Ancient Monuments

History on the Ground

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Coed Newydd Boiling Mounds & Smelting Hearth

A Scheduled Monument in Moelfre, Isle of Anglesey (Ynys Môn)

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Latitude: 53.3486 / 53°20'55"N

Longitude: -4.2693 / 4°16'9"W

OS Eastings: 249037

OS Northings: 385926

OS Grid: SH490859

Mapcode National: GBR HMTV.K3M

Mapcode Global: WH42G.D366

Entry Name: Coed Newydd Boiling Mounds & Smelting Hearth

Scheduled Date:

Source: Cadw

Source ID: 3282

Cadw Legacy ID: AN103

Schedule Class: Domestic

Category: Burnt mound

Period: Prehistoric

County: Isle of Anglesey (Ynys Môn)

Community: Moelfre

Traditional County: Anglesey


The monument consists of the remains of three burnt mounds, probably dating to the Bronze Age (c.2,300BC - 800BC) and an iron smelting hearth thought (from partial excavation in 1920) to date to the Romano-British period (AD43-400). A burnt mound is an accumulation of burnt (fire-crazed) stones, ash and charcoal, usually sited next to a river or lake, with hearths and/or some form of trough or basin capable of holding water either within the mound or adjacent to it.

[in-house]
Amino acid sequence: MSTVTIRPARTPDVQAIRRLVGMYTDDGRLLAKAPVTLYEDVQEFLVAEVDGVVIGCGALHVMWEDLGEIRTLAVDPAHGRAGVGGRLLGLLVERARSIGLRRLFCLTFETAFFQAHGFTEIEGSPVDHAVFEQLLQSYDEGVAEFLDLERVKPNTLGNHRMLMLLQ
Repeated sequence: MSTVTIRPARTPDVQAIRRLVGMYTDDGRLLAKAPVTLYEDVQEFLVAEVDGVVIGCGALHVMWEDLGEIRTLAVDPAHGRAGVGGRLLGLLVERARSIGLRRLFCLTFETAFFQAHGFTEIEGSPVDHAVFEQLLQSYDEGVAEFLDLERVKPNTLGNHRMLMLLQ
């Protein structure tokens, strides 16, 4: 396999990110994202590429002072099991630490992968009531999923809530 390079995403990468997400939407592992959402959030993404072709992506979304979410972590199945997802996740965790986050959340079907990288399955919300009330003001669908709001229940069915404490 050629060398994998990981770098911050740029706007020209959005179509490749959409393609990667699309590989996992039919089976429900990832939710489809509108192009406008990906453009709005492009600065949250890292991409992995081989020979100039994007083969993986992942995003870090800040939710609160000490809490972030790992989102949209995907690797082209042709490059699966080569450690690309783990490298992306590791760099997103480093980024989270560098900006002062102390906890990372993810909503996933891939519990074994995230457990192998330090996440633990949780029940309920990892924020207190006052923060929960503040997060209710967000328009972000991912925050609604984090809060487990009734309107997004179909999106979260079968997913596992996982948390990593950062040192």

The burnt mounds are of typical horse-shoe shape with central rectangular hearths and may be contemporary with enclosed homesteads on the ridge to the S. The smelting hearth is situated within a rectangular stone-walled enclosure, sited next to a small stream. An area c.6.5 m by 3.7 m is enclosed within the wall.

The monument is of national importance for its potential to enhance our knowledge of prehistoric ritual and funerary practices. It retains significant archaeological potential, with a strong probability of the presence of associated archaeological features and deposits. The structure itself may be expected to contain archaeological information concerning chronology and environmental evidence. A burnt mound may be part of a larger cluster of monuments and their importance can further enhanced by their group value.

The scheduled area comprises the remains described and areas around them within which related evidence may be expected to survive.

Source: Cadw

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